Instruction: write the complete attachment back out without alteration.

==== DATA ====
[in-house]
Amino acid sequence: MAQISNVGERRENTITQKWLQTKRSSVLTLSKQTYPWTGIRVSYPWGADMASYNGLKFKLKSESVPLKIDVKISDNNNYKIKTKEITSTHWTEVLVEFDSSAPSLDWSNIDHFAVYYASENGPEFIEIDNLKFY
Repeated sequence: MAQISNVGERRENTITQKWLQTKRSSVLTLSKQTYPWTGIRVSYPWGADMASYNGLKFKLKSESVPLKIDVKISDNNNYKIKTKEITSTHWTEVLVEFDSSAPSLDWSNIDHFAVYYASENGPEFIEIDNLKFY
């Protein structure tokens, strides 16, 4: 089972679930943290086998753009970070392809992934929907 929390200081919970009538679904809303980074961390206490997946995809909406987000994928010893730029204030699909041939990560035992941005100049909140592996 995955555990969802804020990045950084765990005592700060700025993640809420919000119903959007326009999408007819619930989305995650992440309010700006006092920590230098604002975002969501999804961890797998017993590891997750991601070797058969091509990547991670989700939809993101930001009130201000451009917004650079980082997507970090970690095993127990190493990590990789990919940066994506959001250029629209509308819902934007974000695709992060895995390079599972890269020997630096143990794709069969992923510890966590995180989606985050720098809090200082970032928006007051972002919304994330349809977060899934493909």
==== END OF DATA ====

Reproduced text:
[in-house]
Amino acid sequence: MAQISNVGERRENTITQKWLQTKRSSVLTLSKQTYPWTGIRVSYPWGADMASYNGLKFKLKSESVPLKIDVKISDNNNYKIKTKEITSTHWTEVLVEFDSSAPSLDWSNIDHFAVYYASENGPEFIEIDNLKFY
Repeated sequence: MAQISNVGERRENTITQKWLQTKRSSVLTLSKQTYPWTGIRVSYPWGADMASYNGLKFKLKSESVPLKIDVKISDNNNYKIKTKEITSTHWTEVLVEFDSSAPSLDWSNIDHFAVYYASENGPEFIEIDNLKFY
């Protein structure tokens, strides 16, 4: 089972679930943290086998753009970070392809992934929907 929390200081919970009538679904809303980074961390206490997946995809909406987000994928010893730029204030699909041939990560035992941005100049909140592996 995955555990969802804020990045950084765990005592700060700025993640809420919000119903959007326009999408007819619930989305995650992440309010700006006092920590230098604002975002969501999804961890797998017993590891997750991601070797058969091509990547991670989700939809993101930001009130201000451009917004650079980082997507970090970690095993127990190493990590990789990919940066994506959001250029629209509308819902934007974000695709992060895995390079599972890269020997630096143990794709069969992923510890966590995180989606985050720098809090200082970032928006007051972002919304994330349809977060899934493909």